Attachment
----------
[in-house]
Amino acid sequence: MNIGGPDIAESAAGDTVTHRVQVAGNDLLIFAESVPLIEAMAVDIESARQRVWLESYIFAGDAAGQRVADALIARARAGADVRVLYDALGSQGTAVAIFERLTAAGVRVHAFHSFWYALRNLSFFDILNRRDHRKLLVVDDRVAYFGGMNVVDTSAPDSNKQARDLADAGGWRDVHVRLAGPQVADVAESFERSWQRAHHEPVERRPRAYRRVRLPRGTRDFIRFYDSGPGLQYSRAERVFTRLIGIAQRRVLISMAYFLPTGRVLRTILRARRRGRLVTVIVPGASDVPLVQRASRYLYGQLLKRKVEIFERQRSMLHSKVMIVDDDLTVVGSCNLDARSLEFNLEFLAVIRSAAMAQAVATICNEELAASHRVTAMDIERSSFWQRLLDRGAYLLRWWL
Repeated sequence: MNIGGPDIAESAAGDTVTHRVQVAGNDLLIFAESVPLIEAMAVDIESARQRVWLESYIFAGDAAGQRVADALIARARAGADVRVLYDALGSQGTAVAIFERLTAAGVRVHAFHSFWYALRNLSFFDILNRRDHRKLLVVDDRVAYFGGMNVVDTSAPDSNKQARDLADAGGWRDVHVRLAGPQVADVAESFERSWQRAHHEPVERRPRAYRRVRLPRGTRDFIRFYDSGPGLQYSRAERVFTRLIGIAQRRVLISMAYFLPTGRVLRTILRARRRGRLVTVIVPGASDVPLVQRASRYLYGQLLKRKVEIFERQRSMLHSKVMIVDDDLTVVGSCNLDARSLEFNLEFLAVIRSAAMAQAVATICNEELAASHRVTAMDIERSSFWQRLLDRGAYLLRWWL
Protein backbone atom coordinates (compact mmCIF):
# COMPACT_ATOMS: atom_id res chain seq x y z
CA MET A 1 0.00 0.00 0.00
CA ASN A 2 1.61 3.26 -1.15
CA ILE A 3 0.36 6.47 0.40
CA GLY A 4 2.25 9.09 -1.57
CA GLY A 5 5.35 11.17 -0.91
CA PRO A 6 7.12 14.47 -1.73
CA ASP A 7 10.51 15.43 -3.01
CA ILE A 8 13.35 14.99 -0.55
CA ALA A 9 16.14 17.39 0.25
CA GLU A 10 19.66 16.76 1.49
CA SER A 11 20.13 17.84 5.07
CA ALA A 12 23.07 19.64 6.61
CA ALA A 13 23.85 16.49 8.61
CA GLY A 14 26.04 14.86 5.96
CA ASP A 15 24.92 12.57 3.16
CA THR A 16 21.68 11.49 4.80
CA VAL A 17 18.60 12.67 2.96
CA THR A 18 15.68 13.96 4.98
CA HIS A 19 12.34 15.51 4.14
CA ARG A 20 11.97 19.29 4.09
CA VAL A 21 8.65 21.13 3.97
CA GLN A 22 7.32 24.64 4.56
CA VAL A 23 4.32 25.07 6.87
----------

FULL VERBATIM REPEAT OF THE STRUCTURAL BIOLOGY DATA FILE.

[in-house]
Amino acid sequence: MNIGGPDIAESAAGDTVTHRVQVAGNDLLIFAESVPLIEAMAVDIESARQRVWLESYIFAGDAAGQRVADALIARARAGADVRVLYDALGSQGTAVAIFERLTAAGVRVHAFHSFWYALRNLSFFDILNRRDHRKLLVVDDRVAYFGGMNVVDTSAPDSNKQARDLADAGGWRDVHVRLAGPQVADVAESFERSWQRAHHEPVERRPRAYRRVRLPRGTRDFIRFYDSGPGLQYSRAERVFTRLIGIAQRRVLISMAYFLPTGRVLRTILRARRRGRLVTVIVPGASDVPLVQRASRYLYGQLLKRKVEIFERQRSMLHSKVMIVDDDLTVVGSCNLDARSLEFNLEFLAVIRSAAMAQAVATICNEELAASHRVTAMDIERSSFWQRLLDRGAYLLRWWL
Repeated sequence: MNIGGPDIAESAAGDTVTHRVQVAGNDLLIFAESVPLIEAMAVDIESARQRVWLESYIFAGDAAGQRVADALIARARAGADVRVLYDALGSQGTAVAIFERLTAAGVRVHAFHSFWYALRNLSFFDILNRRDHRKLLVVDDRVAYFGGMNVVDTSAPDSNKQARDLADAGGWRDVHVRLAGPQVADVAESFERSWQRAHHEPVERRPRAYRRVRLPRGTRDFIRFYDSGPGLQYSRAERVFTRLIGIAQRRVLISMAYFLPTGRVLRTILRARRRGRLVTVIVPGASDVPLVQRASRYLYGQLLKRKVEIFERQRSMLHSKVMIVDDDLTVVGSCNLDARSLEFNLEFLAVIRSAAMAQAVATICNEELAASHRVTAMDIERSSFWQRLLDRGAYLLRWWL
Protein backbone atom coordinates (compact mmCIF):
# COMPACT_ATOMS: atom_id res chain seq x y z
CA MET A 1 0.00 0.00 0.00
CA ASN A 2 1.61 3.26 -1.15
CA ILE A 3 0.36 6.47 0.40
CA GLY A 4 2.25 9.09 -1.57
CA GLY A 5 5.35 11.17 -0.91
CA PRO A 6 7.12 14.47 -1.73
CA ASP A 7 10.51 15.43 -3.01
CA ILE A 8 13.35 14.99 -0.55
CA ALA A 9 16.14 17.39 0.25
CA GLU A 10 19.66 16.76 1.49
CA SER A 11 20.13 17.84 5.07
CA ALA A 12 23.07 19.64 6.61
CA ALA A 13 23.85 16.49 8.61
CA GLY A 14 26.04 14.86 5.96
CA ASP A 15 24.92 12.57 3.16
CA THR A 16 21.68 11.49 4.80
CA VAL A 17 18.60 12.67 2.96
CA THR A 18 15.68 13.96 4.98
CA HIS A 19 12.34 15.51 4.14
CA ARG A 20 11.97 19.29 4.09
CA VAL A 21 8.65 21.13 3.97
CA GLN A 22 7.32 24.64 4.56
CA VAL A 23 4.32 25.07 6.87